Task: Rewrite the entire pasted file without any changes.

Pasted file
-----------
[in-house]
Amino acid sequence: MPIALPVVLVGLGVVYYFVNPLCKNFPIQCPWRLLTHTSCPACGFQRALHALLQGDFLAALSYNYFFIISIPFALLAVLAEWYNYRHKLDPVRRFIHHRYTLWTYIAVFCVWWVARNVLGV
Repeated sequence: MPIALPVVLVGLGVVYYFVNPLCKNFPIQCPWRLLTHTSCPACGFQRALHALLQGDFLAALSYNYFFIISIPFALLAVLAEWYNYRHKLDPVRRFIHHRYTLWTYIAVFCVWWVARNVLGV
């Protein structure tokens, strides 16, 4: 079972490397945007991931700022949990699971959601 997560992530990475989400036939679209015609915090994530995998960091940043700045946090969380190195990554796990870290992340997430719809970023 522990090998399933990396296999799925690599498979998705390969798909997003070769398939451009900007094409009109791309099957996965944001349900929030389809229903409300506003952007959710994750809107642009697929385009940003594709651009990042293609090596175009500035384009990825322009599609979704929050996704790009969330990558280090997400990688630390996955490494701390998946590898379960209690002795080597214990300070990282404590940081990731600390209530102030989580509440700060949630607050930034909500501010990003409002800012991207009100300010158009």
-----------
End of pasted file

[in-house]
Amino acid sequence: MPIALPVVLVGLGVVYYFVNPLCKNFPIQCPWRLLTHTSCPACGFQRALHALLQGDFLAALSYNYFFIISIPFALLAVLAEWYNYRHKLDPVRRFIHHRYTLWTYIAVFCVWWVARNVLGV
Repeated sequence: MPIALPVVLVGLGVVYYFVNPLCKNFPIQCPWRLLTHTSCPACGFQRALHALLQGDFLAALSYNYFFIISIPFALLAVLAEWYNYRHKLDPVRRFIHHRYTLWTYIAVFCVWWVARNVLGV
């Protein structure tokens, strides 16, 4: 079972490397945007991931700022949990699971959601 997560992530990475989400036939679209015609915090994530995998960091940043700045946090969380190195990554796990870290992340997430719809970023 522990090998399933990396296999799925690599498979998705390969798909997003070769398939451009900007094409009109791309099957996965944001349900929030389809229903409300506003952007959710994750809107642009697929385009940003594709651009990042293609090596175009500035384009990825322009599609979704929050996704790009969330990558280090997400990688630390996955490494701390998946590898379960209690002795080597214990300070990282404590940081990731600390209530102030989580509440700060949630607050930034909500501010990003409002800012991207009100300010158009």